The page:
Teen Complains to Police After Fake ID He Bought Online Never Arrives

Ontario Provincial Police received a report from a teenager who was upset that he got scammed when he tried to purchase a fake ID online, reported Global News, a division of Canada's Global Television Network.

On Wednesday, Constable Ed Sanchuk posted a video to Twitter describing the incident. In it, he says the unidentified minor forwarded not only money but also his private personal information to an unknown party, then never received the ID.

#Teenager calls #OPP after ordering Fake I.D. #Online that never arrived. Please make sure YOU always protect your personal information!!!@canantifraud @NorfolkCountyCA #NorfolkOPP ^es pic.twitter.com/U2tmFSmONi

— OPP West Region (@OPP_WR) January 22, 2020

The minor called the Provincial Police on Tuesday morning to make his report.

Sanchuk acknowledged that kids are often eager to get adult identification so they can drive across or otherwise cross the border into the United States without parental consent. But, he said, purchasing a fake ID online can expose them to possible criminal charges and other dangers.

Forging a passport
Forging a passport. karenfoleyphotography / Getty Images

Along with the money lost, the scammed kid's information could be used to apply for credit cards, along with other types of identity theft.

"Please do not share any personal or identifying information with anyone on the internet. You just don't know where that information goes," Sanchuk said in the video.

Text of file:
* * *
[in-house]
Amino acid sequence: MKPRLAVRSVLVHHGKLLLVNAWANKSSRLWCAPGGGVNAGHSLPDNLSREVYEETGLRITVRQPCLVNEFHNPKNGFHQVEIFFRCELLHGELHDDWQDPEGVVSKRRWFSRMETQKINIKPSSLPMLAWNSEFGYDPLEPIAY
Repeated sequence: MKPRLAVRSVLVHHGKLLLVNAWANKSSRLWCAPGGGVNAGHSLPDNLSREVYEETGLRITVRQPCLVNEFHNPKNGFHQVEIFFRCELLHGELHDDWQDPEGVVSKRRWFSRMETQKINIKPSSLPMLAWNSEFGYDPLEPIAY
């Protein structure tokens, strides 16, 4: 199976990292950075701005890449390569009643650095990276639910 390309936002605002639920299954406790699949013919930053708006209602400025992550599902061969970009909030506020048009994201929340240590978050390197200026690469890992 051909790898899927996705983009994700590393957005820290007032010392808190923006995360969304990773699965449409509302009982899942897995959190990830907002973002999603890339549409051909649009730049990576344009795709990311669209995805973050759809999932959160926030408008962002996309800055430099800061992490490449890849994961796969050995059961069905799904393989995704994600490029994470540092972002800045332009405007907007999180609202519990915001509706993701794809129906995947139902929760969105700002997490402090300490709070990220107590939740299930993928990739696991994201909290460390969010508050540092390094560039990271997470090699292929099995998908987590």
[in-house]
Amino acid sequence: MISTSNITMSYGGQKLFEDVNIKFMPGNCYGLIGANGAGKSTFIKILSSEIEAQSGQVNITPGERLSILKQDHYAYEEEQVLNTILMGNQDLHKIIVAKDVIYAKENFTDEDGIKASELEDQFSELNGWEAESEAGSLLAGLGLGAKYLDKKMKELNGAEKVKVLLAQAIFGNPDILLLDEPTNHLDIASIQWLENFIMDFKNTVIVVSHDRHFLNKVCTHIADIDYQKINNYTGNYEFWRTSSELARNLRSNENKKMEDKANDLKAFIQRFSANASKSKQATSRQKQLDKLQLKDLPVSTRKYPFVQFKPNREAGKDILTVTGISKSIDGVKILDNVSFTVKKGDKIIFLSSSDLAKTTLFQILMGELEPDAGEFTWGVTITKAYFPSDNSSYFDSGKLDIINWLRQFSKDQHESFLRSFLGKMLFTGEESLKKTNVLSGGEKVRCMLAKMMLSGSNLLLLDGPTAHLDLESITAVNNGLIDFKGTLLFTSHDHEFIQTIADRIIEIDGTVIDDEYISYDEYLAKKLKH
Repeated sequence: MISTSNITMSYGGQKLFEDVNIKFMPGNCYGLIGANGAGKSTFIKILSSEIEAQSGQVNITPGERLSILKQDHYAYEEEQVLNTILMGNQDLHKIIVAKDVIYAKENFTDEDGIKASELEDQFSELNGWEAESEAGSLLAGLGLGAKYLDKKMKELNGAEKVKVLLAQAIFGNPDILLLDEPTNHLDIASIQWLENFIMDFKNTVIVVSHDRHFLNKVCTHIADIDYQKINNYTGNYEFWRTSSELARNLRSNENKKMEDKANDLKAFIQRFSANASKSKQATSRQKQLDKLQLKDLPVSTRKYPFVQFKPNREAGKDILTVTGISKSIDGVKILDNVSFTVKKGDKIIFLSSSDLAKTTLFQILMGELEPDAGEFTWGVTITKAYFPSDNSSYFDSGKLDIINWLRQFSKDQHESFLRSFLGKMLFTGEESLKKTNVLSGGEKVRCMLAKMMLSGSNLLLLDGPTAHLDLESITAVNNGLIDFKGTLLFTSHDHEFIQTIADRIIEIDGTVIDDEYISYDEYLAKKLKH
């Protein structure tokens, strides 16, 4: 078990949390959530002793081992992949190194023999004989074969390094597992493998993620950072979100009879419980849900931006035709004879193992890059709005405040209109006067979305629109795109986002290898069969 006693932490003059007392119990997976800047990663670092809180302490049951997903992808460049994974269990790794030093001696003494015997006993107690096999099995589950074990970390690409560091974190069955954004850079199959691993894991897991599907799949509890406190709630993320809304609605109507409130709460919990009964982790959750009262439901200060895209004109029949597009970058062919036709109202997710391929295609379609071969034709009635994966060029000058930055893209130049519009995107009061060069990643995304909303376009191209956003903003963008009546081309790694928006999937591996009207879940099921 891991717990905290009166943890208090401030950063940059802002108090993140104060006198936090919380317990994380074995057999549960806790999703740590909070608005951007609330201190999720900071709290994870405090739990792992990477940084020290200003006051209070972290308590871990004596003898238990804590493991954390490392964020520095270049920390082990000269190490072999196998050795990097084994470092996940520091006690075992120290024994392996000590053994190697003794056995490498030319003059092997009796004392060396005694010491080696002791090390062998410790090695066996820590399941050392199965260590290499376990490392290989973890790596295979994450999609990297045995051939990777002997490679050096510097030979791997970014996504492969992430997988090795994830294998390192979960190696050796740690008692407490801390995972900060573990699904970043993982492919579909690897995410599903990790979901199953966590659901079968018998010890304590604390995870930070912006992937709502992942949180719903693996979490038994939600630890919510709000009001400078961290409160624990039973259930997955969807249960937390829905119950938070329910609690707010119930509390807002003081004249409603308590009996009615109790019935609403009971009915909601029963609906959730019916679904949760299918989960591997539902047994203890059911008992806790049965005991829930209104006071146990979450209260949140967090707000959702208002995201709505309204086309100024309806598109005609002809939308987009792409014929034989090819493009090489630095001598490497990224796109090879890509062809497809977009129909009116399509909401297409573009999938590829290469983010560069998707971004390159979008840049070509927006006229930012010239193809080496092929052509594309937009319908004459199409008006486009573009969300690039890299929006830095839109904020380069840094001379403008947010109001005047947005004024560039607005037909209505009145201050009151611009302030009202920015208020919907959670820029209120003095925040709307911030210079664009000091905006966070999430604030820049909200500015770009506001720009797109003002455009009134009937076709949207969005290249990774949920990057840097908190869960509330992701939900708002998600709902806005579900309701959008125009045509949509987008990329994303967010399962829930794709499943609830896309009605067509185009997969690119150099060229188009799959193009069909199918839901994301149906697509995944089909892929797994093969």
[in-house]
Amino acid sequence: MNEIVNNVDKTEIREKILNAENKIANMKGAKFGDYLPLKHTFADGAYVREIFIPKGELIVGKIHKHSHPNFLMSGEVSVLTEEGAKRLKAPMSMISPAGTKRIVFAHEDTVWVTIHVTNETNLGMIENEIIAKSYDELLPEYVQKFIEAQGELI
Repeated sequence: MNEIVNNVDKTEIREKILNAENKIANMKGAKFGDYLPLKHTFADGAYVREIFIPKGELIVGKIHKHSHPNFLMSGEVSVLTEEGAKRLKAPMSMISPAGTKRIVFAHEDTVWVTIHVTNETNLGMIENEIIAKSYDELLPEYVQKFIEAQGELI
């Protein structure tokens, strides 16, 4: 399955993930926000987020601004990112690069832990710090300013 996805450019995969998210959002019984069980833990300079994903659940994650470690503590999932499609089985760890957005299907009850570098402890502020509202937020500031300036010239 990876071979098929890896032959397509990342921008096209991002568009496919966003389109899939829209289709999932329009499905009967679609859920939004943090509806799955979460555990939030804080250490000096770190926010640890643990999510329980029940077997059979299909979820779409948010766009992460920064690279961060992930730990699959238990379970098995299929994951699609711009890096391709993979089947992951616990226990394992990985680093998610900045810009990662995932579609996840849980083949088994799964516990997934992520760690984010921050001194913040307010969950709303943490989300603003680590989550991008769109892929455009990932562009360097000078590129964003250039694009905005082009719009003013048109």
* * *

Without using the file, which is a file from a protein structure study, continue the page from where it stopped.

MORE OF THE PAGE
He also said he would talk to his children about fake IDs and privacy protection and urged parents watching to do the same. He urged viewers to visit the Provincial Police's community anti-fraud center to become familiar with the tricks and scams that criminals use to commit identity theft.

The legal drinking age in Canada is 18 in Alberta, Manitoba and Quebec, and 19 in the rest of the provinces.

According to The Eyeopener, a student newspaper at Toronto's Ryerson University, a fake ID can be bought in the city for around $30 to $80. There are numerous retail establishments near Canadian colleges that sell them.

Teenagers calling the police to report crimes that they committed isn't a new thing. In February 2019, police in Van Buren, Arkansas, got a 911 call from a teen who told dispatchers he had been drinking in his home but was underage.

ABC News reported that officers were dispatched to his apartment, where the 18-year-old came out with his hands raised. Police tried to convince him that he should just go back inside the building, not consume any more alcohol and sober up. The teenager disagreed, telling them that he'd had a really bad day. "I really need to go to jail," he said.

Eventually, the officers complied, charging him with public intoxication and locking him up for six hours, the minimum legally mandated amount, before releasing him on minimal bail.